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This article was originally published in the November/December 1996 issue of Home Energy Magazine. Some formatting inconsistencies may be evident in older archive content.

 

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Home Energy Magazine Online November/December 1996


TRENDS

 



Landlords Invest 
in Rental Partnership



Technical supervisor John Quimby discusses a new duct run with Tom Andrews. The Kansas City program installs everything from air sealing to new furnaces, requiring careful planning for each job.

Advocates of energy efficiency all lament the split incentive that discourages conservation investments in rental housing. Owners don't directly enjoy the savings or comfort, and transient tenants don't know if they'll be around long enough to collect the return on investment. Meanwhile, wasted dollars and heat continue to fly out the windows. In low-income multifamily housing, high tenant turnover, poor building maintenance, and an all-around lack of cash put efficiency investments even lower on most people's priority lists.

The Kansas City Department of Housing and Community Development (KCDHCD) in Missouri has found a way past this standoff. KCDHCD combines federal and state grants with a modest landlord investment to weatherize private multifamily rentals for low-income tenants. The Home Weatherization Rental Partnership Program began with a pilot program in which landlords contributed only 10% of the costs of installed conservation measures. It is now an ongoing program weatherizing 50 to 100 units per year, and the owner contribution has risen to a still-low 25%.

Administrators expect to increase the landlord contribution again, now that landlords understand the value of the program's services.

In addition to the owner's contribution, the program gets funding from the U.S. Department of Energy (DOE) and Missouri's Department of Natural Resources. KCDHCD's contract with the landlord prohibits raising rents specifically to recover the owner's cost of participation.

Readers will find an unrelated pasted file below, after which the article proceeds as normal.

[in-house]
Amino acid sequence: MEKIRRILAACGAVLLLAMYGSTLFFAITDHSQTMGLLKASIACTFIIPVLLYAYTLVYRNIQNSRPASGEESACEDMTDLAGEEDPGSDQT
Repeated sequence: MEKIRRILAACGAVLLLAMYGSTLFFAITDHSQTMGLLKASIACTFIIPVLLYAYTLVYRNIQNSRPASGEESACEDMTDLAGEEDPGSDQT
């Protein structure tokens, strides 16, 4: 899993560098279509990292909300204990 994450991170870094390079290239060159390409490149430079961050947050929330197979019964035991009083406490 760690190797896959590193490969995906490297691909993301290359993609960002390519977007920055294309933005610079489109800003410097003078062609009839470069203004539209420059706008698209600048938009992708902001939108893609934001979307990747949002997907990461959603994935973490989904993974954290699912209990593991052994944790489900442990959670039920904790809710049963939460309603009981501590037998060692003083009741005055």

The 1992 pilot involved 25 units in several 6-unit buildings owned by a single landlord. The average per-unit cost for all work in the pilot was $1,475. Of this, nearly $1,000 was for air sealing, about $275 for insulation, and about $200 for furnace analysis and repairs. A weather-adjusted comparison of gas bills for the pilot units found that the weatherization saved an average 36% on heating-season gas, worth $88 per apartment at local prices. Blower door tests showed average leakage at 50 Pascals (Pa) dropped by 47%.

Despite the modest savings, program administrator Robert T. Jackson calls the pilot program a resounding success. In addition to energy savings, he points out that on more than one third of the furnaces, contractors found and repaired potentially dangerous leaks of natural gas or combustion products.

KCDHCD recruits landlords by mailing four-page program descriptions and application forms to all multifamily property owners in the city. The tenants must complete the applications, usually at the request of the owner. The mailings result in one or two requests from landlords per week.

If the tenants qualify for DOE low-income weatherization funds, the city provides a free estimate of how much work they believe they'll need to do. In general, the program focuses most on insulation, because it tends to lower fuel bills most dramatically. More than 80% of landlords decide to get the work done. The city government then hires contractors to perform the work.

If some, but not all, of the tenants in a building qualify, the program tries to find funds to work on the whole building-either the funds allocated for the low-income tenants are spread out and used for all tenants; landlords promise to move low-income tenants into vacant apartments, increasing the allocation; or landlords pay the entire cost of weatherizing nonqualifying apartments.

KCDHCD uses the National Energy Audit (NEAT) software, but it is limited in its usefulness for buildings with six or more units. They found EA-QUIP, developed by the State of New York, to be more useful, but have not yet put it into wide-scale use (see Computerized Energy Audits, HE May/June '94, p. 27).

Program administrators also learned that good communication among program managers, auditors, contractors, tenants, and owners helps to prevent conflicts on the job site. Getting the applications filled out properly requires cooperation between landlords and tenants, who are not always on the best of terms.

For more information on the program, call Robert T. Jackson or John Quimby at (816)274-2201.
 

- Richard Engel


Richard Engel is a freelance writer based in San Francisco, California.

 


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